Necropsy Released on Bear Attack on RU Student
A necropsy report on the black bear involved in the fatal attack on Rutgers student Darsh Patel last month in the Apshawa Preserve was released Oct. 7 by the state Department of Environmental Protection showing that it possessed human remains and clothing in its stomach and human blood on its claws and teeth.
Patel, 22, was Rutgers University student from Edison who was attacked and killed by a black bear on Sept. 21 in West Milford.
Patel was hiking in West Milford with four friends in the preserve when they realized they were being followed by a 300-pound black bear. Patel was a senior information and technology major at Rutgers School of Communications and Information, the school said in a statement.
According to a police report, the five friends were overcome with trepidation and fled in different directions. Upon regrouping, the hikers noticed one of their group members were missing. At approximately 3:45 p.m. the remaining hikers contacted authorities.
The West Milford Search and Rescue Team responded and located Patel’s body. The search-and-rescue team discovered the bear 35 yards away from Patel’s body and had it immediately euthanized.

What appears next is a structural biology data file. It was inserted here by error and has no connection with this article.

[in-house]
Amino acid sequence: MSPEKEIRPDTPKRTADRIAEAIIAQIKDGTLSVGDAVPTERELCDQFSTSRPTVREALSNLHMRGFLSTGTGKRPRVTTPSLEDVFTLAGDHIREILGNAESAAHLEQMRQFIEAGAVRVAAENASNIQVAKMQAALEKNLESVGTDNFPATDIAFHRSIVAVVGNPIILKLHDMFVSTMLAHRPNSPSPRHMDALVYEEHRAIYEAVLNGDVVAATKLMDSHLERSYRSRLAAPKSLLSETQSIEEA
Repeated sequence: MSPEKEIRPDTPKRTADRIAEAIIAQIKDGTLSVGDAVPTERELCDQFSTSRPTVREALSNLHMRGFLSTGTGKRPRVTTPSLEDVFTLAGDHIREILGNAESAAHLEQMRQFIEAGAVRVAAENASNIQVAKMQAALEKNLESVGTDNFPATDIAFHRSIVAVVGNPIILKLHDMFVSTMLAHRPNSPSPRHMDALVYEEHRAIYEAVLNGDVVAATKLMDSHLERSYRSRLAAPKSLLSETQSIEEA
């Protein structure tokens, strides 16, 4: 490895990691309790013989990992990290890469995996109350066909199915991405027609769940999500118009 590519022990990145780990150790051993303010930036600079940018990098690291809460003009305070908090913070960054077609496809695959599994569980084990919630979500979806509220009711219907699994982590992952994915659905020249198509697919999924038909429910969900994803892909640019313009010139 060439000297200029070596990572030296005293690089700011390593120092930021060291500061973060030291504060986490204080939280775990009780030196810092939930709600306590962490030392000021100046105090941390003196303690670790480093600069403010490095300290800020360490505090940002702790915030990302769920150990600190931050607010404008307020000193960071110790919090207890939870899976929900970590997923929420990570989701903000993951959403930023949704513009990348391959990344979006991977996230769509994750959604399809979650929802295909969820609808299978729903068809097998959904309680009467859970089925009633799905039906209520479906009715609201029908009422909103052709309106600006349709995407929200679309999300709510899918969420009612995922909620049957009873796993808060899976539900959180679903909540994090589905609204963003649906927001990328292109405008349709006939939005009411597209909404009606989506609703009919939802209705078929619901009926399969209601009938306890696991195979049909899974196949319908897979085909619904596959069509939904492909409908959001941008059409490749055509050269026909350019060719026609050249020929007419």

Kelcey Burguess, a biologist and leader of the New Jersey Division of Fish and Wildlife, said in a public statement that the bear was likely to attack, and it was most likely searching for food and caught the scent of the hikers. They carried water and granola bars on them at the time.
Officials believe the hikers were inexperienced, which led to their decision to run from the bear. When encountering any form of bear, the safest course of action is to stand your ground, be silent, and wave your arms to indicate you are a human, officials said.
“Please know our thoughts and prayers go out to his family and loved ones and to all his friends and fellow students at Rutgers,” said Richard L. Edwards, chancellor at Rutgers in an announcement to the community of New Brunswick. “It is at heartbreaking moments like this that we must take special care to reach out with compassion and support.”